The recent Ghanaian election was observed as the exemplary illustration of a democratic state within its sphere of power. The display of maturity during the election between President Mahama over the loss of the presidential seat to Nana Akufo-Addo exhibited the total value demonstrated for the satisfaction of the masses, rather than the selfish desire to rule.
In Zimbabwe, where worthless $100 trillion (80.36 trillion pounds) notes serve as reminders of the perils of hyperinflation, President Robert Mugabe is printing a new currency that jeopardizes not just the economy but his own long grip on power.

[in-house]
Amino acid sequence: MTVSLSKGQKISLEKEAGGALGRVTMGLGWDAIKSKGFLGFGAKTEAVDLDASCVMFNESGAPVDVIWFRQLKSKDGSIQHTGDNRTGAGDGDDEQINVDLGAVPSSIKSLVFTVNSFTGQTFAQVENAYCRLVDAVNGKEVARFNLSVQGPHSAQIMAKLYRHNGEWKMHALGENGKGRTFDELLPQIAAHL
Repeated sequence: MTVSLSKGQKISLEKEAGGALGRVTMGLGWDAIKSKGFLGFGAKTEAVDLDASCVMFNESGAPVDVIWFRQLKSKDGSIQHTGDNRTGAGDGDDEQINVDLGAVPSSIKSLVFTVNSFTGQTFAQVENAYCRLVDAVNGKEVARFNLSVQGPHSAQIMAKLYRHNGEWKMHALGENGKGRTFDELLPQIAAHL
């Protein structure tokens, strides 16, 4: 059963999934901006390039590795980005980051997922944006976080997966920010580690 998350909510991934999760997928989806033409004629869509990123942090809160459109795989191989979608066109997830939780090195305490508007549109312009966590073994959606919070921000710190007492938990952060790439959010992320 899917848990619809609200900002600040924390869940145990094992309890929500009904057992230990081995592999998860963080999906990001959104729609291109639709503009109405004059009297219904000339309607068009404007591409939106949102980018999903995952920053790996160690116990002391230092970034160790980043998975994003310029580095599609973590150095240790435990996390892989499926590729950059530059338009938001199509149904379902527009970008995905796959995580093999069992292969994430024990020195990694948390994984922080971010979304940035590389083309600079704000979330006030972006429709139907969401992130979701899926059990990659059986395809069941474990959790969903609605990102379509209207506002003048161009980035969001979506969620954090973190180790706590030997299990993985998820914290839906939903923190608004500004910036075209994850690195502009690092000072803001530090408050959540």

In 2001 a clean-shaven 30-year old shy, Chinese-trained military officer, Joseph Kabila Kabange, stepped in to take power from his father, Laurent Kabila, who had died ten days earlier from a bullet fired by a child soldier at his official residence in Kinshasa.
If there is one African leader who has persistently been vilified, decisively eviscerated by opponents, gleefully caricatured by cartoonists and habitually “killed” by social media psychopaths, that leader is Robert Gilbert Mugabe.